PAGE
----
car-free

Objects on Foot Are Closer Than They Appear

Ginny Figlar Colón by Ginny Figlar Colón | July 13th, 2012 | No Comments
topic: Family Health, Fitness, Green Living, Green Tech, Health & Wellness, Personal Growth, Weight Loss | tags: car, car-free, children, community, dad, drive, driving, exercise, exerise, family, Fitness, Google Maps, health, healthy, kids, mom, neighborhood, parenting, pedestrian-friendly, running errands, stroller, take a walk, walk score, walkability, walking, walking directions, WalkScore, weight-loss

Happy family walking togetherIt usually takes me seven minutes to get to my daughter’s preschool. Today, it took 27.

That’s because, for the first time in 18 months, I strapped my 11-month-old son into the double stroller and walked there.

I like to walk. Our family of four has one car, and in the two years that we’ve owned it, we’ve only put 14,000 miles on the odometer.

I’m not alone. According to a 2011 survey conducted by the National Association of Realtors, nearly 80 percent of respondents look for homes in pedestrian-friendly areas and 59 percent would choose a smaller home if it meant less driving.

Still, I find that once I’ve gotten into the habit of driving someplace — my daughter’s preschool, the Trader Joe’s on the other side of the highway, the garden store — I tend to keep on driving there, deeming it too far to reach on foot. The funny thing is, once I decide to test walking to a destination once, I realize not only how doable it is but also how satisfying running that errand becomes.

So now I’m on a quest of sorts: to debunk the myth that certain places in my everyday life are too far to reach on foot.

Top 12 Eco-Beach Escapes

Wendy Worrall Redal by Wendy Worrall Redal | March 2nd, 2011 | 2 Comments
topic: Eco Travel, Green Living | tags: Adriatic, American Samoa, Antalya, Atlantic, Atlantic Islands of Galicia National Park, Australia, Bai Kem Beach, Baiona, beaches, Beaches of Palawan, Best Beaches in America list, Blue Flag, Blue Wave, Brazil, Brela Beach, Caja de Muertos, car-free, Clean Beaches Council, Coffin Island, conservation, coral, Costa Rica, cove, Croatia, Dalmatian coast, Dr. Beach, East Africa, eco-friendly travel, endangered-species, escape, family, Fernando de Noronha, Fiji, Foundation for Environmental Education, Galicia, getaway, Great Barrier Reef Marine Park Authority, holiday, island, Koh Libong, Las Islas Cies, lighthouse, Makarska, marine habitat, Mediterranean, National Healthy Beaches Campaign, national park, National Resources Defense Council, nature, nature reserve, Nungwi Beach, ocean, Ofu Beach, Osa Peninsula, Pacific, Patara Beach, Pelícano Beach, Philippines, Phu Quoc, Phuket, Playa Matapalo, protection, Puerto Rico, rainforest, SAD, Sancho Bay, sand, scuba diving, sea, seaside, snorkeling, Spain, Spice Island, sun, surfing, sustainable resorts, swim, Tanzania, thailand, The Blue Lagoon, tourism, tourists, tropical fish, turkey, Turtle Island, UNESCO World Heritage Site, Vietnam, Viti Levu, volcano, water, Whitehaven Beach, Whitsunday Islands, wilderness, wildlife, winter vacation, Yasawa Group, Zanzibar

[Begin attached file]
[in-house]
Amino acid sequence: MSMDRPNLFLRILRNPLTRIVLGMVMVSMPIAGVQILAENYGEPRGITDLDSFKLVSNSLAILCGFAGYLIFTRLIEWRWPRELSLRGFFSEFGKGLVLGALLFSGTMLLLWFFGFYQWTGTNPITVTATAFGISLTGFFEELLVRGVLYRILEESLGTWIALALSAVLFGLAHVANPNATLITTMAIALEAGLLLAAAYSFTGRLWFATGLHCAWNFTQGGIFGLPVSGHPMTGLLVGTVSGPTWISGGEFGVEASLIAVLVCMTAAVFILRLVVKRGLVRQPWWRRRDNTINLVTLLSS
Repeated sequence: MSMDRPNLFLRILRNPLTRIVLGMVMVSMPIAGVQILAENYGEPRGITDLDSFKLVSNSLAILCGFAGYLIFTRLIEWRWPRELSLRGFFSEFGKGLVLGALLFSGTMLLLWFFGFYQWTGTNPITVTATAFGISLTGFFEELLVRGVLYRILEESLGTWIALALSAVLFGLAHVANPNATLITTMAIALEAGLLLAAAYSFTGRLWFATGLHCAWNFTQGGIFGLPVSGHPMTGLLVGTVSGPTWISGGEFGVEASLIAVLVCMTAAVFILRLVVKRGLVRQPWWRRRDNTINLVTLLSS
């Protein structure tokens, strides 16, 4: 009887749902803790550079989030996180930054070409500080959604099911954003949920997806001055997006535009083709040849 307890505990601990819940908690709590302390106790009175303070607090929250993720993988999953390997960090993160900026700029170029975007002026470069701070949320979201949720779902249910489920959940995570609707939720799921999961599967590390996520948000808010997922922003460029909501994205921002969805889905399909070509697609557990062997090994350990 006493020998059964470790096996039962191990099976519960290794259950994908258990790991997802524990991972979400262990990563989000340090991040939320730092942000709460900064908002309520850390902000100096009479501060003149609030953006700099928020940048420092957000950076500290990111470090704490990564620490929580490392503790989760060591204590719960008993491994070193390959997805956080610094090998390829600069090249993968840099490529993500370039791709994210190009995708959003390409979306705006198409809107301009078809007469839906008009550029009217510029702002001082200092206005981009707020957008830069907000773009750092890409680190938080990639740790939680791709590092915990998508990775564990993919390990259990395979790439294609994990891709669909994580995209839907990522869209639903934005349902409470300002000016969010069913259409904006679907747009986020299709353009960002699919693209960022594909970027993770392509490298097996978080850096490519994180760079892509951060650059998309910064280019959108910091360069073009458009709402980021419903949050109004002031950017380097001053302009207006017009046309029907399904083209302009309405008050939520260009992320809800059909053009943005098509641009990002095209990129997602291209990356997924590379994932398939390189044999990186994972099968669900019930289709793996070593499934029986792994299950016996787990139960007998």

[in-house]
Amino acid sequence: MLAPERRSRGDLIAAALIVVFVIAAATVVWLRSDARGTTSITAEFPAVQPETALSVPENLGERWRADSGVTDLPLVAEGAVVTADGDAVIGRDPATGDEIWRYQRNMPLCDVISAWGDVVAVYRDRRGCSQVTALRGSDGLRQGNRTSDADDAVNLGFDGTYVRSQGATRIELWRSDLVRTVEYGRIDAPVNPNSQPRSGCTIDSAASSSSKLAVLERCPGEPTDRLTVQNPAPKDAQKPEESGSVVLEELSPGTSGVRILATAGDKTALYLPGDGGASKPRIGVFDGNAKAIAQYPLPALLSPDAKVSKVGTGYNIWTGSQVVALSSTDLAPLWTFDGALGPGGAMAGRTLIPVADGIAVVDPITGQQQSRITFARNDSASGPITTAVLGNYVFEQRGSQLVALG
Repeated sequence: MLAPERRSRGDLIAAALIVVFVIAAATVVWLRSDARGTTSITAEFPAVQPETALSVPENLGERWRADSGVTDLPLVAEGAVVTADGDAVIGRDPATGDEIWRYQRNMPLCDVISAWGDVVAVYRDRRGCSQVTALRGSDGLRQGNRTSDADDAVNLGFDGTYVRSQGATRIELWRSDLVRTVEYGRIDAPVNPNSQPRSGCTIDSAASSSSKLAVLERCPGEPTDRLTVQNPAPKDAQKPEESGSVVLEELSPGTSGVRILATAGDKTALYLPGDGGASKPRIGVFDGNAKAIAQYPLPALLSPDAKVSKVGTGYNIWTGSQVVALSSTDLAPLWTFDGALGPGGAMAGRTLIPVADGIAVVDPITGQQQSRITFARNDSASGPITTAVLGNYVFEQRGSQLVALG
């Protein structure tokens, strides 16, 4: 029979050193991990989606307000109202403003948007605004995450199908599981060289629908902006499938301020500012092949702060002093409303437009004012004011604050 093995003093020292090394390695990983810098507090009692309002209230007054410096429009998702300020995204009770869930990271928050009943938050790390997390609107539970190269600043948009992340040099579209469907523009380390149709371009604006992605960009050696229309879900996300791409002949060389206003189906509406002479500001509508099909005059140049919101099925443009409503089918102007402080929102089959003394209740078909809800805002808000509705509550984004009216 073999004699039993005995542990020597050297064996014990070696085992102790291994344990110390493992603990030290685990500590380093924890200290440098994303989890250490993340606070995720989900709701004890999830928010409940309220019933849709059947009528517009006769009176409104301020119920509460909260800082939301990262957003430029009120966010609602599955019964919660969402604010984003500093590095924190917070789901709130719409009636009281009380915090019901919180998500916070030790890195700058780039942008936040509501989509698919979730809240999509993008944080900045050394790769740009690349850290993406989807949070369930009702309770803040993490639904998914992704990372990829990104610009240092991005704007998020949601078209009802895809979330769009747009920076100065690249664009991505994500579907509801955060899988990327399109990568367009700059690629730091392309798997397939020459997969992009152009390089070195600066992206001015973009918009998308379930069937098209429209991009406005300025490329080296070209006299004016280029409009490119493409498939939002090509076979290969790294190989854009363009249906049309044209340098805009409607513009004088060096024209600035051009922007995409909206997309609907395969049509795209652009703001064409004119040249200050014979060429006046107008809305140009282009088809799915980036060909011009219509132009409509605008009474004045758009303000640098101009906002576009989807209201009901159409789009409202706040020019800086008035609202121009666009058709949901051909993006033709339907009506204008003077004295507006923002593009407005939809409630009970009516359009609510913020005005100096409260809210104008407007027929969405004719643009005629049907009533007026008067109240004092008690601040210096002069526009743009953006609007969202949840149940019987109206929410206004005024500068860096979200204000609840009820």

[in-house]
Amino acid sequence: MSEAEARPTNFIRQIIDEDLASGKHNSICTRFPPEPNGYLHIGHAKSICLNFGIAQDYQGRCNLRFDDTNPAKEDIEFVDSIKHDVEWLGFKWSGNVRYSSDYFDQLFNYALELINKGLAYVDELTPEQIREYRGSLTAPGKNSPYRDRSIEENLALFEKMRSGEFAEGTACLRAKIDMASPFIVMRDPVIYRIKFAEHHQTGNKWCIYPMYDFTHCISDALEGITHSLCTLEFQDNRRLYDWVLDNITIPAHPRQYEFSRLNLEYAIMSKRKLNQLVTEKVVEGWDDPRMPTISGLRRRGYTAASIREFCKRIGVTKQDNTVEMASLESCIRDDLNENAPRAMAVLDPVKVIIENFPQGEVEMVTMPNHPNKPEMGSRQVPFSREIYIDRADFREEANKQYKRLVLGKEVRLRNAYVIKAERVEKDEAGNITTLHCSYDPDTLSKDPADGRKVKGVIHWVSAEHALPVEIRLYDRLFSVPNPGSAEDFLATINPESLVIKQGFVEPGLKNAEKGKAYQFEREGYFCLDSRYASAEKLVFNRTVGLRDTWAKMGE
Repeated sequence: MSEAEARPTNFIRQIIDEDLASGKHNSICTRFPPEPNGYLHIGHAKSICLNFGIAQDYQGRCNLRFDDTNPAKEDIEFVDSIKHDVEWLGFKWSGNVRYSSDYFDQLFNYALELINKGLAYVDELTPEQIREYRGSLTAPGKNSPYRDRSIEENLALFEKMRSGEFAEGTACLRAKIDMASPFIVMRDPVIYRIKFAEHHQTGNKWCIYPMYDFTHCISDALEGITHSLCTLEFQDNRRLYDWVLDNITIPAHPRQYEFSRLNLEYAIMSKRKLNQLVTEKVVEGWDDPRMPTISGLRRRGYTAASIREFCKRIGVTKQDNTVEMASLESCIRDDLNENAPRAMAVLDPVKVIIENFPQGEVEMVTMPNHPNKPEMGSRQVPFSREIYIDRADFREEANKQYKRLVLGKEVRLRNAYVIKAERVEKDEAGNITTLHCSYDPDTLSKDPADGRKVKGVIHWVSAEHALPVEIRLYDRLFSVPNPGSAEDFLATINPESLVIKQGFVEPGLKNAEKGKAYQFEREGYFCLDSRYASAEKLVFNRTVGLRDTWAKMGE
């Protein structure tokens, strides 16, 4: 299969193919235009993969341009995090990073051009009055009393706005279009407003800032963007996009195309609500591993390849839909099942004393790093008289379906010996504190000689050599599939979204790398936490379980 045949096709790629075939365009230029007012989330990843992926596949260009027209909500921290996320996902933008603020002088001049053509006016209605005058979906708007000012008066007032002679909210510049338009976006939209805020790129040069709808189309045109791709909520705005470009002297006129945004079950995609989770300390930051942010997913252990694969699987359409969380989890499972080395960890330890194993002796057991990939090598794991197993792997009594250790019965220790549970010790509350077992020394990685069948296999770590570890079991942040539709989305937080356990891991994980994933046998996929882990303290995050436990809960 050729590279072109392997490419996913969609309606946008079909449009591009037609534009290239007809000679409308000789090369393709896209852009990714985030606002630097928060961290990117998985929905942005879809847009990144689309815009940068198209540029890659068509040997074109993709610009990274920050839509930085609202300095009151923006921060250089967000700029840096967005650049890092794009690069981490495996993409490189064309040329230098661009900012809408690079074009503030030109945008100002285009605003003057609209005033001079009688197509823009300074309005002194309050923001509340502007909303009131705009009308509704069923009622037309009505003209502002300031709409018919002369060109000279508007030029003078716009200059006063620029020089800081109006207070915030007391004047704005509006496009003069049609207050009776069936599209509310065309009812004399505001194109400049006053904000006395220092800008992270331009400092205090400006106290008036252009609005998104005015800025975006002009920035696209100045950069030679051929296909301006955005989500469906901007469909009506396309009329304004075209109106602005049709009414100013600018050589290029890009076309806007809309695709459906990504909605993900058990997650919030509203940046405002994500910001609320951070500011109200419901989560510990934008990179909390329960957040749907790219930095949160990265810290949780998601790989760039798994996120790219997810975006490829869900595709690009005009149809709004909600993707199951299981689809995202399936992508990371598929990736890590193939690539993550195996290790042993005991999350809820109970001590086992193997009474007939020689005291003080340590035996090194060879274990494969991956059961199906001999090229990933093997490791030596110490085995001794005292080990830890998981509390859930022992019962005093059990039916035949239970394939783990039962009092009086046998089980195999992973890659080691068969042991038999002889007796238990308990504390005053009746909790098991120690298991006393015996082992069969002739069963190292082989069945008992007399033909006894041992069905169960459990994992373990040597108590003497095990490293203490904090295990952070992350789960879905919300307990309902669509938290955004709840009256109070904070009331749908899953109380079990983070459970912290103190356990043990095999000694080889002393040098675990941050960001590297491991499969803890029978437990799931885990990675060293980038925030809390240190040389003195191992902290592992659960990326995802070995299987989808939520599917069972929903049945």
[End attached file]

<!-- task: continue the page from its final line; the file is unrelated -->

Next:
Eco-friendly family beach vacation

While I welcome winter along with all the other skiers and outdoor aficionados here in Colorado, by the end of February I’m ready for a surf and sand break. But cramming onto a crowded beach towel-by-cooler with hundreds of other sunseekers is not my vision of restoring my winter-weary spirit.

When you’re a beach lover and a nature lover, the quest becomes to find those pristine stretches of sand that make you feel you’ve discovered a place where time stops; where the rhythm of sea on shore is the primary sound; where the sun’s slow slide behind the horizon is the only marker of day melding into night. A place like, say, Bai Kem Beach on Phu Quoc, one of 105 islands that comprise this idyllic Vietnamese archipelago in the Gulf of Thailand. Picture a soft, white sugar-sand beach, fringed with slender palms. Phuket, half a century ago. No people. Just total, unspoiled beauty.

Five Islands That Insist You Leave Your Car — and Your Cares — Behind

Wendy Worrall Redal by Wendy Worrall Redal | October 7th, 2010 | 1 Comment
topic: Eco Travel, Green Living | tags: Avalon Bay, bed-and-breakfast, bicycle, boats, Boothbay Harbor, California, car-free, Catalina Island, Chesapeake Bay, coast, Eco Travel, Fire Island, fishing, Great Lakes, hiking, horse-drawn carriage, hotels, islands, kayak, lobster, Los Angeles, Mackinac Island, Maine, Michigan, Monhegan Island, New York, ocean, Sailor’s Haven, seafood, Sunken Forest, Tangier Island, trip, vacation, Virginia, wharf

Avalon Bay, Catalina Island

Avalon Bay, Catalina Island. Credit: Catalina Chamber of Commerce

Though eco-travelers may be enthused about renting greener cars or making their road trips more environmentally friendly, sometimes it feels best to leave the car behind altogether. To that end, I’ve put together this introductory list of “car-free islands” in the U.S. There’s no better time than fall to discover them, when summer crowds have flocked back to the mainland, and these idyllic isles welcome slower-paced travelers yearning for a serene getaway.